Statement on the White House's Admission of Error on Iraq's Attempt to Get Uranium from Africa: News Releases: The Independent Institute

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News Release
July 8, 2003

Statement on the White House’s Admission of Error on Iraq’s Attempt to Get Uranium from Africa
Foreign Policy Senior Fellow:

OAKLAND, CALIF — Ivan Eland, senior fellow for foreign policy at the Independent Institute, issued the following statement today regarding the White House’s admission that they shouldn’t have alleged that Saddam Hussein went to Africa to acquire uranium:

“It appears that the CIA and higher-level administration officials probably knew in advance that the allegation that Saddam Hussein went hunting in Africa for uranium was suspect. Almost a year before the speech in February 2002 in response to questions by Vice President Cheney’s office, the CIA dispatched Joseph Wilson, a former diplomat with experience in both Iraq and Africa, to check out the story. He reported to the CIA and the State Department that reports of uranium sales from Niger to Iraq were extremely unlikely because of intrusive national and international oversight of Niger’s uranium industry. Since the vice president’s office had questions about the allegation, one would assume that the CIA transmitted Wilson’s refutation of it back up the line. Yet the accusation of African sales of uranium to Iraq somehow still made it into the president’s State of the Union message.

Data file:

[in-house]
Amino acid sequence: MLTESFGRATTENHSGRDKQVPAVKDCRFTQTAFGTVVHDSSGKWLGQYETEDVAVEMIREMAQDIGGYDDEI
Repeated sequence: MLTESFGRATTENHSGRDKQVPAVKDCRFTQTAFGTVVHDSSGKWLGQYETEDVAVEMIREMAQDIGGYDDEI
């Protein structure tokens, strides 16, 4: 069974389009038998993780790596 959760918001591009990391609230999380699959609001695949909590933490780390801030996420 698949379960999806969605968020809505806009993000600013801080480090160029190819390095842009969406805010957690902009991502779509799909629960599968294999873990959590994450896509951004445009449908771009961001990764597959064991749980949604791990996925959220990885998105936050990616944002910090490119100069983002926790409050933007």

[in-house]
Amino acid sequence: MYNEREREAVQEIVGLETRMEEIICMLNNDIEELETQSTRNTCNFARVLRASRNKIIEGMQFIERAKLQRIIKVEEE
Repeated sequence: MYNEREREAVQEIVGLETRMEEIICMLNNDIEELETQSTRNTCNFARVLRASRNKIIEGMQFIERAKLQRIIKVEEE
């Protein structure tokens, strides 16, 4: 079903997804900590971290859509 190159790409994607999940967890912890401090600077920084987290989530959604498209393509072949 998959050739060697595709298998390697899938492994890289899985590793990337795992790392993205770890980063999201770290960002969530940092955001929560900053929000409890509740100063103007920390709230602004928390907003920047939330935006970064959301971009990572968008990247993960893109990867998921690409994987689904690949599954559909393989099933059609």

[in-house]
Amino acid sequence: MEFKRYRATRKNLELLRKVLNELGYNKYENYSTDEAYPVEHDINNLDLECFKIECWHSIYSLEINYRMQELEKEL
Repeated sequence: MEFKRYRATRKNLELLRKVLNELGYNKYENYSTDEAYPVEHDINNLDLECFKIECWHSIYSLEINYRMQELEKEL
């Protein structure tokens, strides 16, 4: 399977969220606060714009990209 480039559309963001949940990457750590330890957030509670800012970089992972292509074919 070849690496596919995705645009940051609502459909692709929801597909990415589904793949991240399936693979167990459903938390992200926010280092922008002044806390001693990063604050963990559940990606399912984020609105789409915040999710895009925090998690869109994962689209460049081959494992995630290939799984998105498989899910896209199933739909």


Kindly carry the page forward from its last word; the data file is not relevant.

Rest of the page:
“Misstatements seem to be everywhere at the highest levels of government. Remember the president and the vice president made statements that Saddam Hussein was actively seeking a nuclear weapon and could build one in a year or less if he obtained enough nuclear material. The vice president went even further shortly before the war on March 16, 2003: “We believe he [Saddam Hussein] has, in fact, reconstituted nuclear weapons.” Although White House officials say Wilson’s information never reached them, other key members of the administration have admitted to the press that before the president’s speech, widespread questions existed about the quality of the intelligence on that sale of nuclear material to Iraq. It appears then that the president knowingly and unconscionably included suspect information in his justification for taking. With the new news of the uranium 2-step, coupled with the other bad intelligence the administration used as a basis to go to war, one must wonder: what else are they lying about?”

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